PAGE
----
Category: 8 C.F.R. 1003.2(d)

Ninth Circuit Rules that Applicant Waived Her Application By not Adhering to Deadlines

In an decision issued earlier this month, the Ninth Circuit ruled that an applicant waived her applications for a waiver of inadmissibility and Withholding of Removal by failing to timely apply. The government placed Taggar in  removal proceedings for being inadmissible under 8 U.S.C. § 1227(a)(1)(A) The government added additional charges under 8 U.S.C. § 1227(a)(1)(G)(ii) and 8 U.S.C. § 1227(a)(3)(B)(iii). She applied for Cancellation of Removal and Withholding of Removal. She failed to apply timely as instructed by the immigration judge and the government moved to pretermit the case for her late filing and the judge ordered her removal. She appealed to the Board of Immigration Appeals, which upheld the immigration judge‘s decision. 
In upholding the decisions, the Ninth Circuit ruled that the immigration judge did not abuse his discretion since he is entitled to  set deadlines under 8 C.F.R. § 1003.31. The court ruled that since she did not file within the deadline, she waived her applications and her removal order was proper.
This is a very good decision that should be applied in our circuit. I have had several cases where the government did not meet the immigration judge‘s deadlines and was still able to admit evidence and arguments. I look forward to arguing this case before our immigration judges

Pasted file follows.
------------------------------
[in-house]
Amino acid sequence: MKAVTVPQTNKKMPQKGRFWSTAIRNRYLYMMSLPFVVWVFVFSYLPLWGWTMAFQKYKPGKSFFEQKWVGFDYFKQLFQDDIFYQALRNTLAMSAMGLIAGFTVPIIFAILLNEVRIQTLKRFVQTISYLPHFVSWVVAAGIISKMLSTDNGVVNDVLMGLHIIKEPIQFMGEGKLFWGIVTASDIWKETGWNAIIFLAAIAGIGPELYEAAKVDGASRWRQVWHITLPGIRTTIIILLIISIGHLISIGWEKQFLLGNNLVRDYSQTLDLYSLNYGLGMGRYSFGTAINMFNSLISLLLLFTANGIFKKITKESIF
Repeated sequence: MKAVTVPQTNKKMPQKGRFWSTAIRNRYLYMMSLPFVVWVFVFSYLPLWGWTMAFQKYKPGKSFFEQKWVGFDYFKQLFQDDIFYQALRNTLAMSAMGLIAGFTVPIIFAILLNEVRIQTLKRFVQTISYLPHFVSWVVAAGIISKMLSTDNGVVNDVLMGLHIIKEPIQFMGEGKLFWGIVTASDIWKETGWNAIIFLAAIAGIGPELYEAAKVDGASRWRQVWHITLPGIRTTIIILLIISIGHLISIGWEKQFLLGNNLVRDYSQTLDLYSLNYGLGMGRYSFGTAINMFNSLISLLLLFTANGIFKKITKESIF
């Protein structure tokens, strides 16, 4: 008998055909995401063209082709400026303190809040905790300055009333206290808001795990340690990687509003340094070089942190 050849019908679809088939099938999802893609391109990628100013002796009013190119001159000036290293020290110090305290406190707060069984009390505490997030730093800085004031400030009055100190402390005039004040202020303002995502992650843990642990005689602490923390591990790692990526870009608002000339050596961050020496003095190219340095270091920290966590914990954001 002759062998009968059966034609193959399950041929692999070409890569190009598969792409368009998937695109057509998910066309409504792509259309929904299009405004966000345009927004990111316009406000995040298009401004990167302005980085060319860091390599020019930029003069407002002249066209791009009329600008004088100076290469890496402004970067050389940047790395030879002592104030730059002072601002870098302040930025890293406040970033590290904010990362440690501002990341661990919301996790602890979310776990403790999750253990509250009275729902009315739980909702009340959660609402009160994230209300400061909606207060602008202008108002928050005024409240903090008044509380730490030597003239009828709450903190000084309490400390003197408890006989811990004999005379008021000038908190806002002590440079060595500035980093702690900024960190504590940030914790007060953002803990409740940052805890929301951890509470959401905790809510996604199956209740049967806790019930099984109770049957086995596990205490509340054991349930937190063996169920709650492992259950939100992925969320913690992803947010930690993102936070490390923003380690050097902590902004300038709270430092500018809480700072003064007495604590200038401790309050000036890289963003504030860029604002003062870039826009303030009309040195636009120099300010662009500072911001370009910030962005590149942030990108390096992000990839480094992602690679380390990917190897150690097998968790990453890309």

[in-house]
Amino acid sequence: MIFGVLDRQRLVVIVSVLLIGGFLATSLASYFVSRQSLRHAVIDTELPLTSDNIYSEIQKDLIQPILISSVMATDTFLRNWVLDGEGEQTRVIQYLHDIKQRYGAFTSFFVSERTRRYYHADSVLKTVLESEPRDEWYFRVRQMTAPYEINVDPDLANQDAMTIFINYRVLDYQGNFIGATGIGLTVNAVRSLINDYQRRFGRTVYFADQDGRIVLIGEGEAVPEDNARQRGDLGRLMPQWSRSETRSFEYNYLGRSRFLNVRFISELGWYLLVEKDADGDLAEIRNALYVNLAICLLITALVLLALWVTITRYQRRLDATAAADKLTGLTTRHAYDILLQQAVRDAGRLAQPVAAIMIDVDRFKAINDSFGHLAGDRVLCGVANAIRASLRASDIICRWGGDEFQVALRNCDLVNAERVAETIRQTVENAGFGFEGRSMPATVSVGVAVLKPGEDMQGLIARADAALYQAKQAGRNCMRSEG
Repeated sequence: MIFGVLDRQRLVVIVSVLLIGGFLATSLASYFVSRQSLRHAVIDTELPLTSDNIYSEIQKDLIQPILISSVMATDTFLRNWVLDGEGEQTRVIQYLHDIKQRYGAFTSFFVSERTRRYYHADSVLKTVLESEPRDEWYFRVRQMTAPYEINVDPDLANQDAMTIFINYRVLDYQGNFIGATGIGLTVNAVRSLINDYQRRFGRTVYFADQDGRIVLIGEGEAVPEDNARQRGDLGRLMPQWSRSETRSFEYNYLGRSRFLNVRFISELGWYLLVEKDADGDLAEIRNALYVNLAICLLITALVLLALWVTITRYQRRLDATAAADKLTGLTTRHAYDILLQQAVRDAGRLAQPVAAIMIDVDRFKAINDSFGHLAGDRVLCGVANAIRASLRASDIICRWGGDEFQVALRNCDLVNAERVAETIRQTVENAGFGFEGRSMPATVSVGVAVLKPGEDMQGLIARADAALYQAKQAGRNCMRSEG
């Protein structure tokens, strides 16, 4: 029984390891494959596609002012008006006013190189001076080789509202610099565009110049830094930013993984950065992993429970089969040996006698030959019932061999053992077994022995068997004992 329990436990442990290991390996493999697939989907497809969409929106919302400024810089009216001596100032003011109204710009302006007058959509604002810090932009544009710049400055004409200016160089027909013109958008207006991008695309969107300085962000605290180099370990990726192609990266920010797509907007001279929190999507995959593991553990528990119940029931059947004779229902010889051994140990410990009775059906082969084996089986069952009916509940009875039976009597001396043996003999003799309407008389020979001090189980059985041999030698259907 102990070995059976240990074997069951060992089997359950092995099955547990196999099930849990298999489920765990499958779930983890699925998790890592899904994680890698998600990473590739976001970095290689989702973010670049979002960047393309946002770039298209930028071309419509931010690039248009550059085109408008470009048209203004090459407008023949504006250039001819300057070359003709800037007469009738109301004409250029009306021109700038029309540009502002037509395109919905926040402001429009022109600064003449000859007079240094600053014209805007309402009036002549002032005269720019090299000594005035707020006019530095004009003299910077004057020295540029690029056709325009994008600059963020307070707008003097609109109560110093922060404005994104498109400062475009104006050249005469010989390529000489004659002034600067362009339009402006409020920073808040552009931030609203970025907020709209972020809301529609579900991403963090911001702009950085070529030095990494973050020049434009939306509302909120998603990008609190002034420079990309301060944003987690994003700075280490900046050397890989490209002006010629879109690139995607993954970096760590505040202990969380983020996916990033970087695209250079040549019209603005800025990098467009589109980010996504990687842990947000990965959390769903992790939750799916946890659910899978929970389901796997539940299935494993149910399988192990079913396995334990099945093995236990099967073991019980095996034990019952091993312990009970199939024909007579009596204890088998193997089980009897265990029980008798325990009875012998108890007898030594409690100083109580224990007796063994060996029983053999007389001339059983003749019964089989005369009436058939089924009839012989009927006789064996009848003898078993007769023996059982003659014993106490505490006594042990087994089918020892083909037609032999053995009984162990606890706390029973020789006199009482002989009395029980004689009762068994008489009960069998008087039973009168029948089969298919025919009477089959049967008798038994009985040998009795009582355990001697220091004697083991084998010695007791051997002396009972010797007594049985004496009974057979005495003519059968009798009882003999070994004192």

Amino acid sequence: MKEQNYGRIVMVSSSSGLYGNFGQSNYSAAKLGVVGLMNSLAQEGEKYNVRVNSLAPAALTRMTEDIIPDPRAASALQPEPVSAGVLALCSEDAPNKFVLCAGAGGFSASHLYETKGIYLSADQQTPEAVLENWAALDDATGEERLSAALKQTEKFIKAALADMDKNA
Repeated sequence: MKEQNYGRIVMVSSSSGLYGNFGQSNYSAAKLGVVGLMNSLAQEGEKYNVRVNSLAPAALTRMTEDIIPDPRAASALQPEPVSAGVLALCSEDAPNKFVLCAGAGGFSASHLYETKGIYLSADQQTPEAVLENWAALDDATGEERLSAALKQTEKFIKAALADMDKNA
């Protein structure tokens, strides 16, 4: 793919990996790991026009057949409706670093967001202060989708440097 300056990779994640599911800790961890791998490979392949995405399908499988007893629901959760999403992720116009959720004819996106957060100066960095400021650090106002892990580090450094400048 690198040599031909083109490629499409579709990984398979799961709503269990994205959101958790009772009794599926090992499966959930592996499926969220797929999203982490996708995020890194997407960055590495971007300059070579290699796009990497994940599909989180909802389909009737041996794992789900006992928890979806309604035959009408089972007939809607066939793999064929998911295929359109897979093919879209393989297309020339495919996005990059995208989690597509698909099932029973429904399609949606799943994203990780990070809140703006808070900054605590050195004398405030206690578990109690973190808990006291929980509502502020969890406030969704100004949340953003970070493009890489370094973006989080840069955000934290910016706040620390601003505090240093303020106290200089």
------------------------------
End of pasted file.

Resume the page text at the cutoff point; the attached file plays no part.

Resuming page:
First Circuit Invalidates Post-Departure Bar

The First Circuit ruled last week that the post-departure rule is unconstitutional. The Post-departure bars applies to Motions to Reopen filed after the alien has been deported. Under the pertinent regulations, the motion has to be filed within 90 days of an administrative decision. The BIA has limited the alien’s ability to file such motions if he is outside of the United States under 8 CFR 1003.2(d), or what is known as the post-departure bar.  
In Santana v. Holder an alien was convicted of possession of a controlled substance. He was placed in removal proceedings as an aggravated felon. He moved to reopen his criminal proceedings. The immigration judge ordered his removal after DHS denied his request for a continuance. He moved to reopen his removal proceedings after he was removed and the immigration judge denied the motion. The BIA affirmed.
The First Circuit, in ruling that the BIA abused its discretion reasoned that the rule conflicted with statute. The court reasoned that the statute did not have a geographic requirement to file the motion. The court thus reversed the BIA’s decision  an remanded the case.
The decision raises the number of circuit ruling the same to seven, including the Eleventh Circuit.